Sunday 25 August 2019
News ID: 68305
Publish Date: 19 July 2019 - 22:21
New York Times:




NEW YORK (Dispatches) -- From the beginning of Saudi Arabia’s intervention in Yemen, it was Prince Muhammad’s war.
Prince Muhammad bin Salman, then 29 and in his third month as defense minister, was shown in official photographs surrounded by generals, poring over maps, inspecting a helicopter and even wearing a pilot’s headset while riding in the back of a military transport plane.
Four years later, the war is lodged in a stalemate and Prince Muhammad’s signature fight has become a quagmire, the New York Times says, citing diplomats and analysts. A steep pullout  by his key ally, the United Arab Emirates, they say, raises questions about Saudi Arabia’s ability to lead the war on its own.
"Emboldened by the hawkish comments of Trump administration officials, Prince Muhammad is now hoping Washington will help make up the difference with new American military support,” the paper said, citing what it described as diplomats with knowledge of the conversations.
But congressional opposition to the war makes that highly unlikely, leaving the prince with some potentially humbling choices, it added.
"It hurts him because it injures his credibility as a successful leader,” said Kristin Smith Diwan, an analyst at the Washington-based AGSI institute. His personal investment, she said, could motivate him to search for some partial accommodation he could label a victory.
"Not many people in Saudi Arabia feel this is a wise investment for the future,” she added.
The Saudis launched the campaign in 2015 to try to return a former government to power. The war has killed thousands of civilians and put more than 12 million people at risk of starvation but has failed to dislodge the Houthis from control of the capital and much of the country.
While the Saudis have fought almost entirely from the air, Emirati officers, weapons and money played an equally critical role in holding together a fractious alliance of mutually hostile Yemeni militias, which have already begun jostling to fill the power vacuum left by the Emiratis.
As a result, analysts said, the Emirati exit makes the prospect of a Saudi military victory even more remote.
Since the Saudi intervention began, the Houthis have fired more than 500 missiles and sent more than 150 explosive-laden drones into the kingdom, Saudi researchers say.
Some Western and United Nations diplomats hope that the Emirati withdrawal will push Prince Muhammad to negotiate a deal with the Houthis, potentially trading an end to the Saudi-led air campaign for some measure of security on the long border. He already faces mounting criticism in Congress and across the West for over the war’s devastating impact on the civilians population.
Yet the Emirati drawdown has also severely weakened the Saudis’ bargaining power, raising the potential cost to Prince Muhammad of any negotiations to end the Yemen war.
Boxed in, he has asked for more aid from the United States. The Americans already provide logistical support and sell weapons to the Saudis. The Saudis are hoping for at least greater sharing of American intelligence and possibly the deployment of special forces teams or military advisers, diplomats said.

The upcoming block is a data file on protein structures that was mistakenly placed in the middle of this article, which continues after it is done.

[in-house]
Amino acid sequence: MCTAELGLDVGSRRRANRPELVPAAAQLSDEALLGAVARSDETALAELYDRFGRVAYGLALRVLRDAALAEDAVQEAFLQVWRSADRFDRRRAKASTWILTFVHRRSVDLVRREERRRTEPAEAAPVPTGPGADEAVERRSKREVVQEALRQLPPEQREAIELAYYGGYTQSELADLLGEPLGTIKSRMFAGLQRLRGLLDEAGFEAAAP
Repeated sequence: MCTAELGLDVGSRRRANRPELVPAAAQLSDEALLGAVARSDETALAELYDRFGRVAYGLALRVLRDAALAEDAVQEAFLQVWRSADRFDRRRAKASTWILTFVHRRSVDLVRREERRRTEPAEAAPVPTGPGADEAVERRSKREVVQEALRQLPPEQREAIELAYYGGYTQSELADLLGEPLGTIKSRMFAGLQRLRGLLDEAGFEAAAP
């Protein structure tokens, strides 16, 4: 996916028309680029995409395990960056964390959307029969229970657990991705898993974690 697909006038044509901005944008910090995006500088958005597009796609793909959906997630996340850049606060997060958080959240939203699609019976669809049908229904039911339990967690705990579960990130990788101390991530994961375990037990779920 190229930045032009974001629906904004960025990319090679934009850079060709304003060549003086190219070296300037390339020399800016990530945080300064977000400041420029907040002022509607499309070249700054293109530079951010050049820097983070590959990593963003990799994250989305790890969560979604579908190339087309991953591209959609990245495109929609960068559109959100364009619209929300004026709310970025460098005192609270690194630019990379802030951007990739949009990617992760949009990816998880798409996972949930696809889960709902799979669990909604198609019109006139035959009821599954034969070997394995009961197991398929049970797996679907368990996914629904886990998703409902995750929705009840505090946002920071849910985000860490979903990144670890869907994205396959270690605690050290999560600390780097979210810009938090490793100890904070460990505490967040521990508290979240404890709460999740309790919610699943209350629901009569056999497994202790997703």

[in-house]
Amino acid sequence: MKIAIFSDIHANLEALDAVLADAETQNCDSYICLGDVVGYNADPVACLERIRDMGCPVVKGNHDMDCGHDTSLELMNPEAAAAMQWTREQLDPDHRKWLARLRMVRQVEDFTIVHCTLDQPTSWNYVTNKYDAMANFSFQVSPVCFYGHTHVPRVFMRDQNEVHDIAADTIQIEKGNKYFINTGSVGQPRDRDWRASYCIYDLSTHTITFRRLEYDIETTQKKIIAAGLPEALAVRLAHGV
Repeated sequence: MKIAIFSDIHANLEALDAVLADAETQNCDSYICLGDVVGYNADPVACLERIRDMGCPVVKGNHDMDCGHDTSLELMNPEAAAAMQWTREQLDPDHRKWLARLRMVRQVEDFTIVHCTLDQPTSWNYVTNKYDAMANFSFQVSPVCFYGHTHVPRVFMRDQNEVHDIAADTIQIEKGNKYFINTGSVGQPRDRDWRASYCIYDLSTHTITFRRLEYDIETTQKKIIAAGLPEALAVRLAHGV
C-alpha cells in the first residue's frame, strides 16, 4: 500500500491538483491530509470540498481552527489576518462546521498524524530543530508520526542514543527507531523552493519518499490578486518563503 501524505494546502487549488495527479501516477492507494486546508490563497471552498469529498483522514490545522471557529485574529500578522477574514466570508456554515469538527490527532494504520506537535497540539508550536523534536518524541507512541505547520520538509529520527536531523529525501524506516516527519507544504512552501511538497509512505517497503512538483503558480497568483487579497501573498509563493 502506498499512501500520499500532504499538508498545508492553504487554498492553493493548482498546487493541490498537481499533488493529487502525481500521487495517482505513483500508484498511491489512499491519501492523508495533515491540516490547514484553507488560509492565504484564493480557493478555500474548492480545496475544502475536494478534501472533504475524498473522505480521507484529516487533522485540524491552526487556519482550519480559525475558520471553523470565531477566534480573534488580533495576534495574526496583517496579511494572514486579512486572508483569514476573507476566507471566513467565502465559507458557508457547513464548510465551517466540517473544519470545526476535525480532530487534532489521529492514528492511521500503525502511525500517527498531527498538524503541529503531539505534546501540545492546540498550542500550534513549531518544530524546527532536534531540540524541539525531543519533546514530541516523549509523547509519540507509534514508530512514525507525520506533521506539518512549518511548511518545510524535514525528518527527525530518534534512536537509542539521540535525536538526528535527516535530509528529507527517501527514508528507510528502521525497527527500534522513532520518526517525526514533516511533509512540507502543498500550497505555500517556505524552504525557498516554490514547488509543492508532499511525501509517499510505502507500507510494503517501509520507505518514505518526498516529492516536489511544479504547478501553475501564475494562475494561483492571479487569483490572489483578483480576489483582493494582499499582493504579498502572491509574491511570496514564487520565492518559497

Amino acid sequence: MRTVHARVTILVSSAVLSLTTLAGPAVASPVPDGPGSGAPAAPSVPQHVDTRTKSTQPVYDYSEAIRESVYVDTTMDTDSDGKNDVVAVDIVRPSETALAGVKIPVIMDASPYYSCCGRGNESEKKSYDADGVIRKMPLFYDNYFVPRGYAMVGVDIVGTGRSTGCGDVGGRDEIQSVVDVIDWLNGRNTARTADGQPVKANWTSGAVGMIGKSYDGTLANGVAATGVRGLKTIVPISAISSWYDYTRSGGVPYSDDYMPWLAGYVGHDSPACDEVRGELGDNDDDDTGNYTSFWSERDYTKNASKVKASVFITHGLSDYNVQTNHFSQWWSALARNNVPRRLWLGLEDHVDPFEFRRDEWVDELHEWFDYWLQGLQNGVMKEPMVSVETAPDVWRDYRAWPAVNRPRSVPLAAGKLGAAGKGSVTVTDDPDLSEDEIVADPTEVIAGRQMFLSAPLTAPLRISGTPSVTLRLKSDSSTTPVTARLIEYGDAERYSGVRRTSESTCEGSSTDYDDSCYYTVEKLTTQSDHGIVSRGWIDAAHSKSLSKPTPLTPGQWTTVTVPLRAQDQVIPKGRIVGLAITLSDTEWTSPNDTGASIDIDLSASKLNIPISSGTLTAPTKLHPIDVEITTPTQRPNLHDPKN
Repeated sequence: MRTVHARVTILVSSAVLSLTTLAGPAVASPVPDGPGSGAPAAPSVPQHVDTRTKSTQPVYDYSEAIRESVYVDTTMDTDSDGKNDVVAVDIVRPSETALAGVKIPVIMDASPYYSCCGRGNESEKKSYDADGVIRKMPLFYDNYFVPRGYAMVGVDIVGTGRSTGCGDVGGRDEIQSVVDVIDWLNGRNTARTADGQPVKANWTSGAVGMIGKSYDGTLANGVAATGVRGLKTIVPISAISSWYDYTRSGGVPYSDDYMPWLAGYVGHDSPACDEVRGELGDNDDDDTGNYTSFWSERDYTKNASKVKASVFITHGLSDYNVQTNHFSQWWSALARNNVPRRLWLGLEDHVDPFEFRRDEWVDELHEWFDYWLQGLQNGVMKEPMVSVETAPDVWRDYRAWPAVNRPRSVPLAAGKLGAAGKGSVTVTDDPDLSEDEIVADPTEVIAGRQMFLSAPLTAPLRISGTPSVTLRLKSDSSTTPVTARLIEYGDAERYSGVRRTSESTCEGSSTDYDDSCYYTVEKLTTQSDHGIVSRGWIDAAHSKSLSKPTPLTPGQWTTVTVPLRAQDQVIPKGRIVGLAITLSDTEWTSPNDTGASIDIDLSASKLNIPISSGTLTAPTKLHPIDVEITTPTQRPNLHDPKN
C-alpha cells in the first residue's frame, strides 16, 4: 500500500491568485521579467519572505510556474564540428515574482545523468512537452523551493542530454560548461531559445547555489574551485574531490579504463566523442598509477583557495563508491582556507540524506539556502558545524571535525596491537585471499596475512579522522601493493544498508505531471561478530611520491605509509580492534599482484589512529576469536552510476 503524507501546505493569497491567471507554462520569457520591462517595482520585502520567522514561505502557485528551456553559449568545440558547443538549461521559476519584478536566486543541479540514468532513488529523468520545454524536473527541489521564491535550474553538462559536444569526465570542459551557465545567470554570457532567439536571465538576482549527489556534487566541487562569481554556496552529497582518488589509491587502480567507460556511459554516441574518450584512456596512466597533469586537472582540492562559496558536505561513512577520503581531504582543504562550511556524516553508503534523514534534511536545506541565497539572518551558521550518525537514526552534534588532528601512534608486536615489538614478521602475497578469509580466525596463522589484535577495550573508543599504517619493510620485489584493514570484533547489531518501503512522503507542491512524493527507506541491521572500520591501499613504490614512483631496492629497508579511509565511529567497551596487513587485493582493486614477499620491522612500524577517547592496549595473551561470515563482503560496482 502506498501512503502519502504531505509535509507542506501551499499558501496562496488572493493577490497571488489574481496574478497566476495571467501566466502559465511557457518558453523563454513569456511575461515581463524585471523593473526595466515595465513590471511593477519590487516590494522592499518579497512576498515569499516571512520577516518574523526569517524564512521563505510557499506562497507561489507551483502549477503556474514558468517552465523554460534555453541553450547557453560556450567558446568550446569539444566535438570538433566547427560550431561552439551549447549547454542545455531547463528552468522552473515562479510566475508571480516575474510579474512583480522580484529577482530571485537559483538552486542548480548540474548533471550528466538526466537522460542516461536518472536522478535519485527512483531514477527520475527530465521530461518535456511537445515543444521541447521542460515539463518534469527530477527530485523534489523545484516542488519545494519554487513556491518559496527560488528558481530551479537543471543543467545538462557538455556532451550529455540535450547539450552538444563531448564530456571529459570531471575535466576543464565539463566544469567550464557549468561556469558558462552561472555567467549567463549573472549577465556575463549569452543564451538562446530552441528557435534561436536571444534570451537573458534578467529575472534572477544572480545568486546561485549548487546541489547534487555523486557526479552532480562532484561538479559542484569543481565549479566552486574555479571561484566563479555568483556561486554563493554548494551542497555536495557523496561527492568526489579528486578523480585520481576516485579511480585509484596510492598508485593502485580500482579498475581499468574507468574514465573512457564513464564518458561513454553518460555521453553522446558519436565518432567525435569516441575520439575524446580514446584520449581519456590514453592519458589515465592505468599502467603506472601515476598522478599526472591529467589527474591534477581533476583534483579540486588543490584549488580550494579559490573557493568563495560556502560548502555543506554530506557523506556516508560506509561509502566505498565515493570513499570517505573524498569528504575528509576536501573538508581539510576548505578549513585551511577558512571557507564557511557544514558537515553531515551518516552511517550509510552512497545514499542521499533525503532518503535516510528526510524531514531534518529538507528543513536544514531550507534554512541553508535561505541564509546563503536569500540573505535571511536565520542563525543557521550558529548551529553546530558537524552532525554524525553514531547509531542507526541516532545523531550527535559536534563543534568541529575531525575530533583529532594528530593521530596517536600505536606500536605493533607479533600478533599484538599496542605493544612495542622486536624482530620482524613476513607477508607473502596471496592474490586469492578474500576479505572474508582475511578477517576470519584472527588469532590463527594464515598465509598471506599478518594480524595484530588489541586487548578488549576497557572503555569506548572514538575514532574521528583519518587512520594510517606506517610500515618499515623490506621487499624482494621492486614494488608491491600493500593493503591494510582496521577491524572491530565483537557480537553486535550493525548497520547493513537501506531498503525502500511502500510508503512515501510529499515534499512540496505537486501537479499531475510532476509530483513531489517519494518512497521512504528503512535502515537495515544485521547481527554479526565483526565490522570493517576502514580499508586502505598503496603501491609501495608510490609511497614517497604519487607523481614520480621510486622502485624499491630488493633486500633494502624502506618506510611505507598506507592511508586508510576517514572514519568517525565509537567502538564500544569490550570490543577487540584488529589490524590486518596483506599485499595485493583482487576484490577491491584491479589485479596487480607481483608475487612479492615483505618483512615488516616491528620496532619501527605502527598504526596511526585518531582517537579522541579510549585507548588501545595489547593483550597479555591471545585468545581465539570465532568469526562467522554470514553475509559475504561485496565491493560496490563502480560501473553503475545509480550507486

But Washington, the Saudis complain, has sent mixed messages about its support for the war. To the surprise of the Saudi leaders, outrage over the Saudi killing and dismemberment last fall of the dissident journalist Jamal Khashoggi, who lived in Virginia and wrote for The Washington Post, prompted American lawmakers to look more skeptically at the war in Yemen.
Congress passed legislation this year demanding an end to United States military support for the war, including arms sales to Saudi Arabia.
"Pentagon officials, meanwhile, have concluded on their own that the war has degenerated into an unwinnable quagmire and have urged the Saudis for months to try to negotiate an end to the fighting,” the New York Times wrote.
Mustafa Alani, a scholar at the Saudi-backed Persian Gulf Research Center who is close to the royal court, recommended that the Saudis take a blunter approach to convincing Washington that the Houthis were an American problem: withdraw completely and let the United States deal with the anti-Western forces he says would overrun Yemen.
Asked about Saudi plans to fill the void left by the Emirati drawdown, an official of the Saudi Embassy in Washington said last week that the kingdom would rely more on Yemeni allies.
But the Yemeni militias have already started disagreeing about who will take charge in the Emiratis’ absence, underscoring the fragility of the alliance.
Some of them are the sworn enemies of the former Yemeni president sponsored by the Saudis, Abd Rabbuh Monsour Hadi.
"The problem for the Saudis today is that in contrast to the Emiratis, their main client is quite weak and ineffective,” said Emile Hokayem, a scholar at the International Institute for Strategic Studies, referring to Hadi.
Whatever happens now, Hokayem added, "whether they like it or not, the Saudis own that.”
 




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